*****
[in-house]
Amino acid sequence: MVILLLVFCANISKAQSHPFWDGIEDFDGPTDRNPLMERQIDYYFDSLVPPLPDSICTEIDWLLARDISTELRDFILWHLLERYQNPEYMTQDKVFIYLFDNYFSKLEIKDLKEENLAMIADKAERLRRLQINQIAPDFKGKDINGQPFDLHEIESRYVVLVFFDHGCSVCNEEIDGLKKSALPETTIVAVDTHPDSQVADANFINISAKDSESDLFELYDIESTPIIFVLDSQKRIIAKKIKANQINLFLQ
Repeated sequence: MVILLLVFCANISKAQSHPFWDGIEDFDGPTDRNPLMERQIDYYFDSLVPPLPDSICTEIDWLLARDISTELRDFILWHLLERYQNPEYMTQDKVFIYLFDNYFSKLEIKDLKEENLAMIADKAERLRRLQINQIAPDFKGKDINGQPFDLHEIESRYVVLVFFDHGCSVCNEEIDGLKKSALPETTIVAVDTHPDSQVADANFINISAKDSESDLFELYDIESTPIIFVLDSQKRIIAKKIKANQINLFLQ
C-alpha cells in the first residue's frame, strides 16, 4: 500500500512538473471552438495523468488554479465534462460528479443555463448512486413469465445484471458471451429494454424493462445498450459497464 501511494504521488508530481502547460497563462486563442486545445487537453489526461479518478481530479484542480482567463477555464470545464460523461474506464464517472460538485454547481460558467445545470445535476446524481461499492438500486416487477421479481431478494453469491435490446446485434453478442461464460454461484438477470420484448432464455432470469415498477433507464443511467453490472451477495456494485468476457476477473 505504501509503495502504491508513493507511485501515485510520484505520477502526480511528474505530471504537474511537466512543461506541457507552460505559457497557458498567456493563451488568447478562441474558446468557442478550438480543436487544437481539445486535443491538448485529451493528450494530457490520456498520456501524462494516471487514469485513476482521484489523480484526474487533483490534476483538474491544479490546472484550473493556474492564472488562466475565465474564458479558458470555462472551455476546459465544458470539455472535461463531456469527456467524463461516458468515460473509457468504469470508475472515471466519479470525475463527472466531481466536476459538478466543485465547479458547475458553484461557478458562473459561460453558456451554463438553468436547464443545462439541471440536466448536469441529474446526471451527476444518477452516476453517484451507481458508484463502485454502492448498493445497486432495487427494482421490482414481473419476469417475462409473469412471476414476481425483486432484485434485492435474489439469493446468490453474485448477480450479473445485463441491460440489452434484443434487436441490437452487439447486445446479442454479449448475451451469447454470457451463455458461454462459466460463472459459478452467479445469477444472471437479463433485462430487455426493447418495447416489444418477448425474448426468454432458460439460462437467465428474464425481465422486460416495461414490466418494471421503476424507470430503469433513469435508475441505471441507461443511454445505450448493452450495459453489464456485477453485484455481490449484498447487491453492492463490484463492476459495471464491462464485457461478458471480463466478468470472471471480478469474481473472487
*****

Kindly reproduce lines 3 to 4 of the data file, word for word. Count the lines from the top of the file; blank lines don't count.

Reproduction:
Repeated sequence: MVILLLVFCANISKAQSHPFWDGIEDFDGPTDRNPLMERQIDYYFDSLVPPLPDSICTEIDWLLARDISTELRDFILWHLLERYQNPEYMTQDKVFIYLFDNYFSKLEIKDLKEENLAMIADKAERLRRLQINQIAPDFKGKDINGQPFDLHEIESRYVVLVFFDHGCSVCNEEIDGLKKSALPETTIVAVDTHPDSQVADANFINISAKDSESDLFELYDIESTPIIFVLDSQKRIIAKKIKANQINLFLQ
C-alpha cells in the first residue's frame, strides 16, 4: 500500500512538473471552438495523468488554479465534462460528479443555463448512486413469465445484471458471451429494454424493462445498450459497464 501511494504521488508530481502547460497563462486563442486545445487537453489526461479518478481530479484542480482567463477555464470545464460523461474506464464517472460538485454547481460558467445545470445535476446524481461499492438500486416487477421479481431478494453469491435490446446485434453478442461464460454461484438477470420484448432464455432470469415498477433507464443511467453490472451477495456494485468476457476477473 505504501509503495502504491508513493507511485501515485510520484505520477502526480511528474505530471504537474511537466512543461506541457507552460505559457497557458498567456493563451488568447478562441474558446468557442478550438480543436487544437481539445486535443491538448485529451493528450494530457490520456498520456501524462494516471487514469485513476482521484489523480484526474487533483490534476483538474491544479490546472484550473493556474492564472488562466475565465474564458479558458470555462472551455476546459465544458470539455472535461463531456469527456467524463461516458468515460473509457468504469470508475472515471466519479470525475463527472466531481466536476459538478466543485465547479458547475458553484461557478458562473459561460453558456451554463438553468436547464443545462439541471440536466448536469441529474446526471451527476444518477452516476453517484451507481458508484463502485454502492448498493445497486432495487427494482421490482414481473419476469417475462409473469412471476414476481425483486432484485434485492435474489439469493446468490453474485448477480450479473445485463441491460440489452434484443434487436441490437452487439447486445446479442454479449448475451451469447454470457451463455458461454462459466460463472459459478452467479445469477444472471437479463433485462430487455426493447418495447416489444418477448425474448426468454432458460439460462437467465428474464425481465422486460416495461414490466418494471421503476424507470430503469433513469435508475441505471441507461443511454445505450448493452450495459453489464456485477453485484455481490449484498447487491453492492463490484463492476459495471464491462464485457461478458471480463466478468470472471471480478469474481473472487